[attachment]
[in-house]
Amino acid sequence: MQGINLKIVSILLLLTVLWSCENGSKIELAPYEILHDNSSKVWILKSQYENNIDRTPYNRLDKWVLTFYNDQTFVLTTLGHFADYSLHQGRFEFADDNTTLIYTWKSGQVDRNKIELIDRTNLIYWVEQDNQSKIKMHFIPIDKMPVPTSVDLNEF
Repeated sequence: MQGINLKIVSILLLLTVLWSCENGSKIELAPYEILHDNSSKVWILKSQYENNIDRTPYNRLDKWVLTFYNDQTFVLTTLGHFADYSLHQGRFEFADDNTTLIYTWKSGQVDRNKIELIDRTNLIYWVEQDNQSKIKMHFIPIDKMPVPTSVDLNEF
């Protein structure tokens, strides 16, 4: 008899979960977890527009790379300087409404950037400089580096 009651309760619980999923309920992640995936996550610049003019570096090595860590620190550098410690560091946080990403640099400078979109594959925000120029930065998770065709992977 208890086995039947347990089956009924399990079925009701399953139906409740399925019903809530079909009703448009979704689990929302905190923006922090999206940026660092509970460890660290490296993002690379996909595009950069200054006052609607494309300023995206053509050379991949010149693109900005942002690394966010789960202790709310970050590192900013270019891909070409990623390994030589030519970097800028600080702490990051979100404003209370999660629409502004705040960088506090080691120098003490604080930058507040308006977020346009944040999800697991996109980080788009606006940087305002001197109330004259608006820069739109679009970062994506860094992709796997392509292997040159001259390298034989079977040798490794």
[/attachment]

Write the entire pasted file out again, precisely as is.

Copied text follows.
[in-house]
Amino acid sequence: MQGINLKIVSILLLLTVLWSCENGSKIELAPYEILHDNSSKVWILKSQYENNIDRTPYNRLDKWVLTFYNDQTFVLTTLGHFADYSLHQGRFEFADDNTTLIYTWKSGQVDRNKIELIDRTNLIYWVEQDNQSKIKMHFIPIDKMPVPTSVDLNEF
Repeated sequence: MQGINLKIVSILLLLTVLWSCENGSKIELAPYEILHDNSSKVWILKSQYENNIDRTPYNRLDKWVLTFYNDQTFVLTTLGHFADYSLHQGRFEFADDNTTLIYTWKSGQVDRNKIELIDRTNLIYWVEQDNQSKIKMHFIPIDKMPVPTSVDLNEF
């Protein structure tokens, strides 16, 4: 008899979960977890527009790379300087409404950037400089580096 009651309760619980999923309920992640995936996550610049003019570096090595860590620190550098410690560091946080990403640099400078979109594959925000120029930065998770065709992977 208890086995039947347990089956009924399990079925009701399953139906409740399925019903809530079909009703448009979704689990929302905190923006922090999206940026660092509970460890660290490296993002690379996909595009950069200054006052609607494309300023995206053509050379991949010149693109900005942002690394966010789960202790709310970050590192900013270019891909070409990623390994030589030519970097800028600080702490990051979100404003209370999660629409502004705040960088506090080691120098003490604080930058507040308006977020346009944040999800697991996109980080788009606006940087305002001197109330004259608006820069739109679009970062994506860094992709796997392509292997040159001259390298034989079977040798490794």